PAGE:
Olivier Sterck, Max Roser, Mthuli Ncube, Stefan Thewissen, 16 February 2018

Large multilateral organisations like WHO and the UN rely heavily on average income data in determining eligibility for, and the allocation of, development assistance for health. This column tests this paradigm by analysing the determinants of health outcomes for 99 countries. A country’s epidemiological surroundings, poverty gap, and institutional capacity appear to be much better predictors of health outcomes than gross national income. These findings suggest alternative metrics that could be leveraged in allocating development assistance for health.

Erick Gong, 25 May 2016

Individuals getting tested for HIV are expected to reduce their risky sexual behaviour. In this video, Erick Gong discusses the impact of HIV testing and expectations about the test results on risky sexual behaviour. The number of people being HIV tested is increasing, and understanding how individuals react to is important to adapt policies to treat the virus. This video was recorded in March 2016 during the Royal Economic Society’s Annual Conference held at the University of Sussex.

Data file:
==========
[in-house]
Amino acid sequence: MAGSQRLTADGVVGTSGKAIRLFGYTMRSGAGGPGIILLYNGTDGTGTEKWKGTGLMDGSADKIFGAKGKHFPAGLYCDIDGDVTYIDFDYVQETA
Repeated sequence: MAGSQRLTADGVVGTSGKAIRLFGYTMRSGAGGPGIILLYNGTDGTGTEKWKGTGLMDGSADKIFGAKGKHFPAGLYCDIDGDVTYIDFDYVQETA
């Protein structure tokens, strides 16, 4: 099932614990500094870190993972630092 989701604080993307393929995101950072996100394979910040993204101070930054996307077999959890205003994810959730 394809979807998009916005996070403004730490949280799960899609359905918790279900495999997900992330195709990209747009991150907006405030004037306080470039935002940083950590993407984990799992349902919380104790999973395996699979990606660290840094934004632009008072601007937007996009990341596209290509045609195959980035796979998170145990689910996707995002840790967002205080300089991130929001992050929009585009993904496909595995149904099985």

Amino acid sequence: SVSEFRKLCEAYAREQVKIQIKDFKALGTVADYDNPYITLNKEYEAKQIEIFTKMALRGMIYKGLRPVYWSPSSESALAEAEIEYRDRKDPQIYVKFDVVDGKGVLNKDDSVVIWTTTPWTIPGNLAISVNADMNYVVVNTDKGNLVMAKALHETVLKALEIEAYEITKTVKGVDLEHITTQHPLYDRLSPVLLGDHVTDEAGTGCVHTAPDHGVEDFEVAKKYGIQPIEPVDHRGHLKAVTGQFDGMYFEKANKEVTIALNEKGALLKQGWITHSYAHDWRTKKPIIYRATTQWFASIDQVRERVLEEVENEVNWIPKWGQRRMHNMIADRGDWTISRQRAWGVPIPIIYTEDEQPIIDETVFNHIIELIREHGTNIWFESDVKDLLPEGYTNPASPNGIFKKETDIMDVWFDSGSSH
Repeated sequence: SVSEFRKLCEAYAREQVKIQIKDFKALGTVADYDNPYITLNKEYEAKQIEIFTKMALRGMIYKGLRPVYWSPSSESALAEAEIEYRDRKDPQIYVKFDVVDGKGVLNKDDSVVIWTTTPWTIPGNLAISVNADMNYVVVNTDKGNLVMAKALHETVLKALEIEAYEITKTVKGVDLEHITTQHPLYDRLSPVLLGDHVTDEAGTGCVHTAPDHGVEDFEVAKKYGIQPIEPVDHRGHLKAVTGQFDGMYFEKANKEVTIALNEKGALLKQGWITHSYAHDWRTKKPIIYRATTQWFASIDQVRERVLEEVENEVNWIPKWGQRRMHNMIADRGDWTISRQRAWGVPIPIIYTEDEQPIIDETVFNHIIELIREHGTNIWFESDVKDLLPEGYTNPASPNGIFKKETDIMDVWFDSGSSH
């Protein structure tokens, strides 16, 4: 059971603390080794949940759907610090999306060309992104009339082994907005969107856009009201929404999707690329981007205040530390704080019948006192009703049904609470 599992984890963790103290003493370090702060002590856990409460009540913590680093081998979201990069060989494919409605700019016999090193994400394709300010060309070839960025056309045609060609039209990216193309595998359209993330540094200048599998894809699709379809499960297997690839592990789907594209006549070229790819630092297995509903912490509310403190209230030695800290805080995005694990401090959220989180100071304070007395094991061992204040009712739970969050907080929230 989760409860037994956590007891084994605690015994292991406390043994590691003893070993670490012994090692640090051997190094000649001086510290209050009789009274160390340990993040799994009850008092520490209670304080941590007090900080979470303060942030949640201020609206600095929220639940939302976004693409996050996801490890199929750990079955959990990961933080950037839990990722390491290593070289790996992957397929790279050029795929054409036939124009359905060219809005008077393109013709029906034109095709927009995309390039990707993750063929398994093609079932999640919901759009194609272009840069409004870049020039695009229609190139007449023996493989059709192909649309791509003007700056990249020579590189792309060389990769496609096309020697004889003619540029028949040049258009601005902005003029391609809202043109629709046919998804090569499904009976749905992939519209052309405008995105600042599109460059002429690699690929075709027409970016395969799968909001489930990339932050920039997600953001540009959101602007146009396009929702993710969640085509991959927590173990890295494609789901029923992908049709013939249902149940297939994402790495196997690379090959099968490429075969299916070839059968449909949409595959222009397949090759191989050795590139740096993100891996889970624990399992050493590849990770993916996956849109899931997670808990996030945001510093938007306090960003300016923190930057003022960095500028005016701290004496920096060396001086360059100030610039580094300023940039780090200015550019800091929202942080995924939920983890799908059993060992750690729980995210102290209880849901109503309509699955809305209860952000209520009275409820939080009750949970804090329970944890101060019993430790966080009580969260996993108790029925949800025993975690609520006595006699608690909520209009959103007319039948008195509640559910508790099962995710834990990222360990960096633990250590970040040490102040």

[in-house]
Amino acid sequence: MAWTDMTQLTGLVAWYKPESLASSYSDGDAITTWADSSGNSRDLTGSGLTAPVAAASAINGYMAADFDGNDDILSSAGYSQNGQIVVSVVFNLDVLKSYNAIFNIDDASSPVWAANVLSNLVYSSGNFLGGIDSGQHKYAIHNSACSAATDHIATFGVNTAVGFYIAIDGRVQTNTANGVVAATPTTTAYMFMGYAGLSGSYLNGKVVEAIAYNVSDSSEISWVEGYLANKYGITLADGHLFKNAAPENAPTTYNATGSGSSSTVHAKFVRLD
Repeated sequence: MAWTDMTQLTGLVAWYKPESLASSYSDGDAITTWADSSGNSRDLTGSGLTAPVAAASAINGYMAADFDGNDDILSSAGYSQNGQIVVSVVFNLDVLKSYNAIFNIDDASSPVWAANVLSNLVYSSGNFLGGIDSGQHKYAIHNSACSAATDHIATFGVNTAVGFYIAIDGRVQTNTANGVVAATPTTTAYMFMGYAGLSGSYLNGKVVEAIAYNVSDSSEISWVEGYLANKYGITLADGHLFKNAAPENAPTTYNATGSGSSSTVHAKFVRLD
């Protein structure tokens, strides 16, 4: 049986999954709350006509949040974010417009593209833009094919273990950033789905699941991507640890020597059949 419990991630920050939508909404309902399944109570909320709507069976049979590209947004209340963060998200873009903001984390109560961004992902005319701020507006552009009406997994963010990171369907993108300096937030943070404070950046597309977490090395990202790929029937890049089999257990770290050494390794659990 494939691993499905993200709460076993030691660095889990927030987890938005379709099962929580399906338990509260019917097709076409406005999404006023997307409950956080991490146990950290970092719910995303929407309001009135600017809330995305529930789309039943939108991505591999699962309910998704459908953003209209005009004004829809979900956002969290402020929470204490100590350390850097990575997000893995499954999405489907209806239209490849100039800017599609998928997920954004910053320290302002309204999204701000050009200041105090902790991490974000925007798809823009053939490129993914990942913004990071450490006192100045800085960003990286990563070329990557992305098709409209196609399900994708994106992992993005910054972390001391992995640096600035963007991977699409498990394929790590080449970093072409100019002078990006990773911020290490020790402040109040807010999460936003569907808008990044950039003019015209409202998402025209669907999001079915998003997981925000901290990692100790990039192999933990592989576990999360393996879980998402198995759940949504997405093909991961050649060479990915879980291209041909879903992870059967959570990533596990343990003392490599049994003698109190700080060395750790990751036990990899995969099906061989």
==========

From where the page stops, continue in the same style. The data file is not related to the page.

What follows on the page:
David Bloom, Michael Kuhn, Klaus Prettner, 09 October 2015

There has been lots of discussion about economic growth in developing countries, improved health, and the link between health and growth. But does it matter whether it is men’s or women’s health that is improved? This column argues that it does – targeting health investments on women rather than on men is a strong lever for development policy.

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